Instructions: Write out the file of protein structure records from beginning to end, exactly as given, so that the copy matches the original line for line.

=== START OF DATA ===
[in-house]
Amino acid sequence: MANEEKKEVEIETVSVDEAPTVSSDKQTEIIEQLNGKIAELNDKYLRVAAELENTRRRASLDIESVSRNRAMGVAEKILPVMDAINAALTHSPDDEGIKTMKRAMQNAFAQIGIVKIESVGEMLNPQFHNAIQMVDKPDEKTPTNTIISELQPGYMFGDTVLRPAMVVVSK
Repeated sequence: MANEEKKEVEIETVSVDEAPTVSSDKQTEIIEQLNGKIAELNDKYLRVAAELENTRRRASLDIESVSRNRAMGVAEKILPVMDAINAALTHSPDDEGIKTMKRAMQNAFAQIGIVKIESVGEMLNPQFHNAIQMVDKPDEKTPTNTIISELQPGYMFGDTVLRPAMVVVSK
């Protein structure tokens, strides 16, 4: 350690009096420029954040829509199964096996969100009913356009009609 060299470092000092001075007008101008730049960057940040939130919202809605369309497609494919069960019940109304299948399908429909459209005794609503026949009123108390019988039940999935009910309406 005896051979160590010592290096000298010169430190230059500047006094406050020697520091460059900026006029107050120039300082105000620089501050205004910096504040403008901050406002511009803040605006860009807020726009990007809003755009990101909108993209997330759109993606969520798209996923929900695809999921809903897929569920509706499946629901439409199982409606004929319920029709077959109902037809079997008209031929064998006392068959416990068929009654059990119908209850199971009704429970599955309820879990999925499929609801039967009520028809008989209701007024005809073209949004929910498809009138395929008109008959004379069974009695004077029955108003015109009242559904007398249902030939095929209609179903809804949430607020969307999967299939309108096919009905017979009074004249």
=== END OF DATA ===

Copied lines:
[in-house]
Amino acid sequence: MANEEKKEVEIETVSVDEAPTVSSDKQTEIIEQLNGKIAELNDKYLRVAAELENTRRRASLDIESVSRNRAMGVAEKILPVMDAINAALTHSPDDEGIKTMKRAMQNAFAQIGIVKIESVGEMLNPQFHNAIQMVDKPDEKTPTNTIISELQPGYMFGDTVLRPAMVVVSK
Repeated sequence: MANEEKKEVEIETVSVDEAPTVSSDKQTEIIEQLNGKIAELNDKYLRVAAELENTRRRASLDIESVSRNRAMGVAEKILPVMDAINAALTHSPDDEGIKTMKRAMQNAFAQIGIVKIESVGEMLNPQFHNAIQMVDKPDEKTPTNTIISELQPGYMFGDTVLRPAMVVVSK
């Protein structure tokens, strides 16, 4: 350690009096420029954040829509199964096996969100009913356009009609 060299470092000092001075007008101008730049960057940040939130919202809605369309497609494919069960019940109304299948399908429909459209005794609503026949009123108390019988039940999935009910309406 005896051979160590010592290096000298010169430190230059500047006094406050020697520091460059900026006029107050120039300082105000620089501050205004910096504040403008901050406002511009803040605006860009807020726009990007809003755009990101909108993209997330759109993606969520798209996923929900695809999921809903897929569920509706499946629901439409199982409606004929319920029709077959109902037809079997008209031929064998006392068959416990068929009654059990119908209850199971009704429970599955309820879990999925499929609801039967009520028809008989209701007024005809073209949004929910498809009138395929008109008959004379069974009695004077029955108003015109009242559904007398249902030939095929209609179903809804949430607020969307999967299939309108096919009905017979009074004249």